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Christian Entertainment Temptation

Earl Middleton one comments

I’ve been walking with the Lord for 30 years, and it occurs to me that one thing I’ve never seen is a miraculous healing or move of God at a Christian entertainment venue…like at a church where the pastor’s singing voice, pulpit style and tailored attire are just as important as ‘telling the story.’ Churches with James Brown preachers and Jerry Lee Lewis musicians. (A’ight, don’t hate or palpitate, just appreciate the weight of the truth I’m about to levitate!)

Christian entertainment speaks to the flesh & will chase the spirit of prophesy & the anointing for the miraculous immediately, because it establishes a ‘culture of dishonor’ for the spirit. That’s why miracles and entertainment don’t mix! The very point of entertainment precludes the environment for miracles: attention. Entertainment, by definition, is the capturing of the attention and the disconnection of Spirit-led thought. It’s all about amusement, the very absence of thought. That really makes the term ‘Christian entertainment’ an oxymoron, because anything that’s Christ-honoring focuses all the attention on Jesus.

Am I saying that all entertainment is bad or wrong? No! Absolutely not. In fact, one could argue that Jesus supplied and engaged in an atmosphere of entertainment at the Wedding of Cana. But once the bubbly is flowing and attention is turned to pleasure, the possibility for miracles is lost. Entertainment isn’t wrong. It just has no place in an environment where miracles are sought or expected.

Neither Jesus nor any of the miracle-working apostles ever did engage in ‘Christian’ entertainment while ministering. They never tried to get people’s attention for the miraculous by appealing to their flesh. The Holy Spirit was always honored above the flesh. There are no empirical or anecdotal confirmations of miracles in an entertainment environment. The music used, especially in a meeting that invites the Holy Spirit to enter and minister, must honor the Spirit, rather than appeal to the flesh, for the culture of miracles to be birthed.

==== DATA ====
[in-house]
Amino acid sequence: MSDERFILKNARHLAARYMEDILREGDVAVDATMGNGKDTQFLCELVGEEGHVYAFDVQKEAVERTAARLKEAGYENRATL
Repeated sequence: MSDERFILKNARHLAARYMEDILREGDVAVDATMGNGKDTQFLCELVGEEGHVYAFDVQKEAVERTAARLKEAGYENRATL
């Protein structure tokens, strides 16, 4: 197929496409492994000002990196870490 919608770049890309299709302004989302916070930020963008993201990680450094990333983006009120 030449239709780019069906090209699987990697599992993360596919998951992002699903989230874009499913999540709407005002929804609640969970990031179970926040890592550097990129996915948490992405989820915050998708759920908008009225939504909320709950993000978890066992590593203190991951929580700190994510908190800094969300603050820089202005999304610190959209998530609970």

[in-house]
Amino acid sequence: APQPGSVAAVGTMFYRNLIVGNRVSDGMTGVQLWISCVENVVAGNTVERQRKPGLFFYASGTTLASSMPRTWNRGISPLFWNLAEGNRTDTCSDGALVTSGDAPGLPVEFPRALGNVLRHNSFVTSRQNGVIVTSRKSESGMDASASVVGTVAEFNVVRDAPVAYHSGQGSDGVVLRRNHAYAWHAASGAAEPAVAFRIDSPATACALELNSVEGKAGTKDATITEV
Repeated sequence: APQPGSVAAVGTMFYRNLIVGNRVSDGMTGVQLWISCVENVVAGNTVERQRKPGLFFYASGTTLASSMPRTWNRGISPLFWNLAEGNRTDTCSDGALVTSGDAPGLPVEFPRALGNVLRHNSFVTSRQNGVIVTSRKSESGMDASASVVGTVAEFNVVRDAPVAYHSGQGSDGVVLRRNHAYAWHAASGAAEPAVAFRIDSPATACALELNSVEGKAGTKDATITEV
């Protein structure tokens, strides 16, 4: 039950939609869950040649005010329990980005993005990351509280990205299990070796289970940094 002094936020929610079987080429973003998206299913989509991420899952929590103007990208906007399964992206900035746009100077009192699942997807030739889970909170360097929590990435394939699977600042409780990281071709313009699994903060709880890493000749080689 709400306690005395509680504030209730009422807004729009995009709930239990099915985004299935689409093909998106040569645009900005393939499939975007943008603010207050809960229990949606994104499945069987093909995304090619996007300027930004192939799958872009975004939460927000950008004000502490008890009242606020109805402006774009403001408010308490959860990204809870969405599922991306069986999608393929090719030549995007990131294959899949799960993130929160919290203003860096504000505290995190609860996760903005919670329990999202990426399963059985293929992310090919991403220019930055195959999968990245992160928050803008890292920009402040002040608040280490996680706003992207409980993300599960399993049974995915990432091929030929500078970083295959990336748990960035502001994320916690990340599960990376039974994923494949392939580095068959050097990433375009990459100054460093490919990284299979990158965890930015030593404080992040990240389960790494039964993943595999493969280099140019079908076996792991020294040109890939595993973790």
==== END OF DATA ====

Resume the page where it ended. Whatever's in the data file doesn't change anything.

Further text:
Yawning at Miracles

Earl Middleton No Comments

Have you ever yawned at one of God’s miracles?

I have.

Sounds sacreligious? Dangerous even? Like lightning-bolt-enducing dangerous? Well, it’s a lot more common than you might think. And it’s actually very easy to do. In fact, many biblical characters have done it. Including those we consider spiritual giants: Moses (Exodus 3 & 4). Yup. The entire nation of Israel (Exodus 32). David (2 Samuel 11 & 12). That’s right. Peter, too (Luke 4:38,39). I could go on and on, till the break o’ dawn!

What did all these veritable sleepy heads have in common? When God did something super dee duper, something that doesn’t happen every day, or ever, for that matter, all these knuckle heads did was look at it, and keep on going. No pause for celebration. No monument to the moment. No declaration of a special, annual day of observation. No holiday. Not even a plaque. They just moved on and let the moment pass, in violation of the very purpose of the moment: to be remembered by people forever (Psalm 111:4).

As amazing as God is, it’s easy to begin to take all that miracle working power for granted. When we begin to expect the spectacular, after a while the spectacular becomes routine. And the routine gets taken for granted. And our response to the routine becomes condensed, perfunctory. We save the fireworks and the band for something really outstanding, and yawn at the amazing-spectacular-routine stuff. Amazing-spectacular-routine stuff like getting healed of that headache-ulcer-disease-cancer, or getting the money to pay that bill-note-mortgage-hospital, or having the door blasted open on that opportunity-internship-job-career-presidency. Man, it’s a tough gig being God.

I’m tired of yawning at miracles. I’ve decided that I’ll make myself praise God for every wonderful, amazing, spectacular, routine act. When my flesh wants me to yawn at the mighty acts of God, I will stir up my spirit to praise God for what God has done. The flesh is harder to amaze than the spirit. The flesh will yawn in God’s face the way Phaoroh’s magicians did after Moses’ first three miracles (Exodus 7 & 8). We must rise above our flesh through our spirit and praise God with full band and fireworks for every wonderful act! And if I catch you yawning, I’m gonna stick a spoon in your mouth! 😉